Don't use his hunger to make him your friend. Parrots are highly intelligent animals and they know very well you are the bringer of food so, if you take it away and force him to take it from your hand, you are not endearing yourself to him - quite the contrary! This is what we call a 'flooding' technique. We used to use them years and years ago but that was because we did not know any better. Now we know that, although they might work in the short term, they backfire in the long run because you are forcing the bird to accept something he doesn't want to accept.
If this bird is a baby, you need to give him soft food (warm and served fresh twice a day), if he is not, soft food is still recommended (it's the best way to make sure he is eating a good diet with veggies and fruits) but only once a day, early in the morning. But, baby or adult, a lovebird is a parent-raised bird and they never really bond to people. They can learn (with a lot of patience) to trust you and even like you but they will never love you the way they would love another bird. This is especially true of species like lovebirds which are extremely pair oriented so the best thing for them is to have a mate (it's the only thing that makes them really happy).
I have a pair of lovebirds. The female is tamed and will step up to my finger, kiss my cheek, come out to fly and perch on my shoulder, etc but the male is an ex-breeder which is not tame at all. He used to act like yours (freak out every time I put my hand inside the cage for cleaning or feeding) but he no longer does -he even stays perching right next to the bars when I am standing next to the cage and I can now touch him through the bars without him scrambling away but it took a long time to achieve this (all I did was talk to him and keep the same exact routine, ignoring him when he would fly away from me, and he slowly calmed down).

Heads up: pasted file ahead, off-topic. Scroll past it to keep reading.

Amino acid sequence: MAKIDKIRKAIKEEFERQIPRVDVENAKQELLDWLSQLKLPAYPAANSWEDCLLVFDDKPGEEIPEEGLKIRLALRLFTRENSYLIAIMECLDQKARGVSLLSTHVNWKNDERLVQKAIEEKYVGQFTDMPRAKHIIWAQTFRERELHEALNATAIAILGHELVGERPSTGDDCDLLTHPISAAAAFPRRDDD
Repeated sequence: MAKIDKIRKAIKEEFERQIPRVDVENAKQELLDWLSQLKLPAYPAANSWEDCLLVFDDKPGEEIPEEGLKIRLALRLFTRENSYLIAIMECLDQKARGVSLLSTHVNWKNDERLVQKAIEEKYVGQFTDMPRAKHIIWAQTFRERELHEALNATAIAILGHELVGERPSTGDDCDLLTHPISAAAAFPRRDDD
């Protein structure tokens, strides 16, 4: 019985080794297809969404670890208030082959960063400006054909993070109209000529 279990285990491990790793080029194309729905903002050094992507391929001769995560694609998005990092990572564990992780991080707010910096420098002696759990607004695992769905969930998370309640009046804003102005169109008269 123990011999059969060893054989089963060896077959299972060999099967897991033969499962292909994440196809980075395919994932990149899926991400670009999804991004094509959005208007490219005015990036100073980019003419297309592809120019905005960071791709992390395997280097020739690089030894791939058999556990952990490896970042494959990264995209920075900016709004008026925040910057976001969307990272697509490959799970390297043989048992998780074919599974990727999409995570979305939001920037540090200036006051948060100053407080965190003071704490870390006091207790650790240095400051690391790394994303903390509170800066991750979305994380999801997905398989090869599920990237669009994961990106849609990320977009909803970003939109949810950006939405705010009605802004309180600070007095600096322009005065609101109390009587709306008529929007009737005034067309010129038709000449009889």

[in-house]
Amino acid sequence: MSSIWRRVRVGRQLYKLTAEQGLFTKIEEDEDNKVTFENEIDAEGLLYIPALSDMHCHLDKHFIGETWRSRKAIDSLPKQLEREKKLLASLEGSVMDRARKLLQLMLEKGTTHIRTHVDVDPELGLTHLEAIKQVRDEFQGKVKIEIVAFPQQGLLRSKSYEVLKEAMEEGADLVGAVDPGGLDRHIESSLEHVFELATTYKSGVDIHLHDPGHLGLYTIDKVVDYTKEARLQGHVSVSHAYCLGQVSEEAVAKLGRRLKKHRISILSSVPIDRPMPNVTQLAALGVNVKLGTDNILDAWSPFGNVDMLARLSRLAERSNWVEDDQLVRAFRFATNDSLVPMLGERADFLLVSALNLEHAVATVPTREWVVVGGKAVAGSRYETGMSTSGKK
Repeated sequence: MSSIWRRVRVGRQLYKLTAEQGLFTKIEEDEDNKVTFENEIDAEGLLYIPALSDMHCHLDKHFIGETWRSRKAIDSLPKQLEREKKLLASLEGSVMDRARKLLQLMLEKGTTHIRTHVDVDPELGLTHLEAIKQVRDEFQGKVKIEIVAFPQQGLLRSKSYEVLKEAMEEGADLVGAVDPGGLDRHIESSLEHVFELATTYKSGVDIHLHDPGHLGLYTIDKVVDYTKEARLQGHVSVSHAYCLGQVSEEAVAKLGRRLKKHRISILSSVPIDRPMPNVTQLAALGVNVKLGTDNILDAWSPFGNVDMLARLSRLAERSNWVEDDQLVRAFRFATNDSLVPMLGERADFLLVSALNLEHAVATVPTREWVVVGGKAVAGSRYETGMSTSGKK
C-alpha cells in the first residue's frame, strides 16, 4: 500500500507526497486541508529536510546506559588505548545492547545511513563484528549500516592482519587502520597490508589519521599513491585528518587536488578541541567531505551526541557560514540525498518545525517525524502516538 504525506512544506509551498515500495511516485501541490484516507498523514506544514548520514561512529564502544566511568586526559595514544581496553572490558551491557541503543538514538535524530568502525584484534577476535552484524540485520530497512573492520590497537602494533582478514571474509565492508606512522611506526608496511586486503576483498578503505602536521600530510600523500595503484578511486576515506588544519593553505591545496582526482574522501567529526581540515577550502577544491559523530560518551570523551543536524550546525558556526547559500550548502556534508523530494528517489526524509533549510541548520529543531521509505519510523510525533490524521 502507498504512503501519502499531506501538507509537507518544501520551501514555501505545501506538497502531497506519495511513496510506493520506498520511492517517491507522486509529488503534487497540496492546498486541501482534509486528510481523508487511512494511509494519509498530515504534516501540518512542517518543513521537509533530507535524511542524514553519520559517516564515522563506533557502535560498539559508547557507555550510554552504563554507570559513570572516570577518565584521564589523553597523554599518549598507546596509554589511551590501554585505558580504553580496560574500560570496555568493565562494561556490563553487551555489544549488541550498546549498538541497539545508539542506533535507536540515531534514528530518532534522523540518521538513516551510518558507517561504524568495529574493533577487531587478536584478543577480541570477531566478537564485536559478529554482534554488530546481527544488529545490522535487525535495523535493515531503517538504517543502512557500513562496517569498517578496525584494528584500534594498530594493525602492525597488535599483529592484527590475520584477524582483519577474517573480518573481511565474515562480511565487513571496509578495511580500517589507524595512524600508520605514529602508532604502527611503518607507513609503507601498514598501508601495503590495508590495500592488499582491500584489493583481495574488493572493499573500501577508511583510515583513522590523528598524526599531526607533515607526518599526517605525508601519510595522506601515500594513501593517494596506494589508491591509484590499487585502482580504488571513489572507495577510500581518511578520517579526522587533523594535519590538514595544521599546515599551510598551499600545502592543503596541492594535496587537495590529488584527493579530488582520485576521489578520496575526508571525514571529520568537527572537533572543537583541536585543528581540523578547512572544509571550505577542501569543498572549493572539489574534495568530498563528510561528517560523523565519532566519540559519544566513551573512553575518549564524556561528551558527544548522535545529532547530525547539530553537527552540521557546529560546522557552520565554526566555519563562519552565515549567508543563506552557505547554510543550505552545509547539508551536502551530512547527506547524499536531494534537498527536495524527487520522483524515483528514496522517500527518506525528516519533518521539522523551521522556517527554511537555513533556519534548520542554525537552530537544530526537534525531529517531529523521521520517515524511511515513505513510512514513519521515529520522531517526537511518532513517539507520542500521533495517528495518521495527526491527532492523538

Put the cage high up so he is at the same level as your face when he is perching. Don't stare at him, look at him from the corner of your eye and talk, sing, whistle to him as much as you can. Get him a LARGE cage and put branches inside for him to climb up and down. Put him on a fresh food diet (lovebirds are very good eaters, they love all greens and fruits and quite a number of vegetables) for the morning and just give him a good quality seed mix at night for dinner. Keep him at a strict solar schedule with full exposure to dawn and dusk and a good light source for during the day.
Once you see that he is no longer scared of you (he will not scramble to get as far as he can from you when you get close to his cage), start offering him treats through the bars of the cage but, if he doesn't take the seed you are offering, just put it into his food bowl (it's supposed to be a token of friendship, he is not supposed to do anything for it). Mind you, for the treat offering to work, he can't be free-fed seeds or it will never work. Once he starts taking the seed from your hand (it's going to take a looooong time so don't get impatient and give up before you get any results), you can start target training him from inside his cage.
But, above all, I suggest you get him a mate. There is absolutely nothing better for him than having a mate or, at the very least, a companion... it's the only way they are happy. But you need to make sure you end up with either two males or a male and a female because you can't house two females together.